The SNP Consortium Database

Discovery Questions

Let’s take a look at some SNP data that is compiled on a database at Cold Spring Harbor Laboratories on Long Island, NY. Go to the SNP Consortium (TSC) web home page <> and follow these directions.

1) You have to use a browser that works with the Java applet that is supported only by IE on the Macintosh platform. Click on the SNP for chromosome 1 called “ TSC0019265”. Find the highlighted SNP and use the key to figure out what bases have been found at this locus. In the key is a link called “mapping primer” which leads you to the PCR primers used to amplify this SNP in case you wanted to survey a population at this locus.

5) In the Details box, you can see the frequency of the two bases. Below this is a link that says “View Traces”. Click on this and you can see the chromatograms for the three alleles that have been sequenced for this SNP.

6) While on this page, you can go to the top and compare the “tree view’ and “graphic view”. They allow you to see the same information in different layouts.

7) While on the TSC0019265 page, scroll to the top of the page and click on the link located to the right of “dbSNP Acc#”. This will take you to the NCBI page with information about this particular SNP. You can see similar information about the SNP, but now there are new links in the left column. Under the heading of “search”, click on the link that says “population”. This lists all the different human populations that were used to search for SNPs. You can scroll down and see some obvious populations while other names are more cryptic.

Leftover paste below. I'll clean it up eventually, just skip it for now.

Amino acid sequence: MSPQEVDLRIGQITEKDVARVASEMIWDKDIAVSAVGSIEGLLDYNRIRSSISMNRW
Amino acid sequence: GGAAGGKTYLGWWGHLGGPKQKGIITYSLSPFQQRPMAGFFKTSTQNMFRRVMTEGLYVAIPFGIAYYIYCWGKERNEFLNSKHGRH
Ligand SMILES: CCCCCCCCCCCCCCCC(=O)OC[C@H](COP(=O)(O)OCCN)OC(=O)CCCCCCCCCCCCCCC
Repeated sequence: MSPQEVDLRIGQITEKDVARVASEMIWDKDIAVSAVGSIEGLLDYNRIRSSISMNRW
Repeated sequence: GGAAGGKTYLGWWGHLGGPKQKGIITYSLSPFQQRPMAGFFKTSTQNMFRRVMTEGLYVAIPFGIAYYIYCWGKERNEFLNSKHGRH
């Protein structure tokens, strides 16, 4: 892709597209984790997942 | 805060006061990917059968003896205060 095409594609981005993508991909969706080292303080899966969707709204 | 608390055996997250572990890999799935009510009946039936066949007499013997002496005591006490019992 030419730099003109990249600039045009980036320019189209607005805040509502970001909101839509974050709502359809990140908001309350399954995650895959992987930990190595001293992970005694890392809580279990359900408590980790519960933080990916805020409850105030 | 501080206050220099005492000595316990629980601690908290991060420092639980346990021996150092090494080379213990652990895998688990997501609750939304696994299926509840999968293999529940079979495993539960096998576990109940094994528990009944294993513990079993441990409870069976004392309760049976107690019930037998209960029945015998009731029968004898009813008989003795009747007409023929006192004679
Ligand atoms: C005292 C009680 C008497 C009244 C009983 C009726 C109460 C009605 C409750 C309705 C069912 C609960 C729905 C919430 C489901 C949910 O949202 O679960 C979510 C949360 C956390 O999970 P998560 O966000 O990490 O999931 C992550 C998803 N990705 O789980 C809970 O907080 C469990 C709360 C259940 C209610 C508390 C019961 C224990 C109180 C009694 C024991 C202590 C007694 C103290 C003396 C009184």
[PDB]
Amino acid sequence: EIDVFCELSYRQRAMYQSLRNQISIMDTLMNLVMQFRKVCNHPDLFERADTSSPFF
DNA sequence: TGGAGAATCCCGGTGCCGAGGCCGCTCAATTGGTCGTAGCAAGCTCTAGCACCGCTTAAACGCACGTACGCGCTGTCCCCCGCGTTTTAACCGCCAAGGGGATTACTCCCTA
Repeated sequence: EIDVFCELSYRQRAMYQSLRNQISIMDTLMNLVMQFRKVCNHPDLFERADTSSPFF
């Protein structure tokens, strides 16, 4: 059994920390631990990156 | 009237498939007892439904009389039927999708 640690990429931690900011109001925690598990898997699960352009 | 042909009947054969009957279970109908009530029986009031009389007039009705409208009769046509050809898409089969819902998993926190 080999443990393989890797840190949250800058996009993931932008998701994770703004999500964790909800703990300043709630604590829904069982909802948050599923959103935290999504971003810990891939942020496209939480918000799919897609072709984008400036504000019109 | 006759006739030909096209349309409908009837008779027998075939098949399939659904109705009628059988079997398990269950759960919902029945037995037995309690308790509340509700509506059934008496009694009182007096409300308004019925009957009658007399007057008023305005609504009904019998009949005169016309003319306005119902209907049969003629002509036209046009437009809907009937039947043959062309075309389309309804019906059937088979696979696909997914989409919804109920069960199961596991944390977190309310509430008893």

8) Scroll down to the population submitted by DEBNECK and is called “MDECODE-3”. When you click on this link, you will see the description of this population. Based on what you learned in chapter 3 about the evolution of humans, would you predict there will be a lot or few SNPs in this population?

9) Click on the link that says “View SNP used on this population” and see if your prediction was correct or not. Compare this list with any other population you choose to see which list is longer.

10) Return to the MDECODE-3 list of SNPs. Click on SNP “ae1163” and see if this is an uncommon SNP or a more common one. Apolipoprotein E is a gene that has been associated with early onset Alzheimer’s disease. This is a coding SNP and therefore of special interest. You can click on the other 3 MDECODE populations to see their descriptions as well.

11) Compare the proportions for SNP ae1163 with another SNP in the same gene (any that start with “ae” on this page). Does ae1163 exhibit more or less frequent diversity than other SNP points in this gene? Do you think this is due to chance or selection pressures?

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